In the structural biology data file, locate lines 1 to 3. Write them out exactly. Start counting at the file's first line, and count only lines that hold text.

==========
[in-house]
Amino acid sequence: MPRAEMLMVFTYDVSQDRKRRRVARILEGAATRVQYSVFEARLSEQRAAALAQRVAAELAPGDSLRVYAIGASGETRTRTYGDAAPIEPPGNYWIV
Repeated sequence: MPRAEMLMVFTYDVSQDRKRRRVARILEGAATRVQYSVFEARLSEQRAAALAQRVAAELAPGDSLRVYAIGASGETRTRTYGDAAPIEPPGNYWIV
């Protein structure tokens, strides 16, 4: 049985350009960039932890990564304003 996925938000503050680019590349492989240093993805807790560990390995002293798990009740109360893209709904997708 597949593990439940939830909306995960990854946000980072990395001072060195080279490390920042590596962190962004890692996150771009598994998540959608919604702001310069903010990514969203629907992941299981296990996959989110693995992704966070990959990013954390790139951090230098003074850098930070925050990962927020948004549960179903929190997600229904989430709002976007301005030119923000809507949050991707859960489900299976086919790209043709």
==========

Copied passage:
[in-house]
Amino acid sequence: MPRAEMLMVFTYDVSQDRKRRRVARILEGAATRVQYSVFEARLSEQRAAALAQRVAAELAPGDSLRVYAIGASGETRTRTYGDAAPIEPPGNYWIV
Repeated sequence: MPRAEMLMVFTYDVSQDRKRRRVARILEGAATRVQYSVFEARLSEQRAAALAQRVAAELAPGDSLRVYAIGASGETRTRTYGDAAPIEPPGNYWIV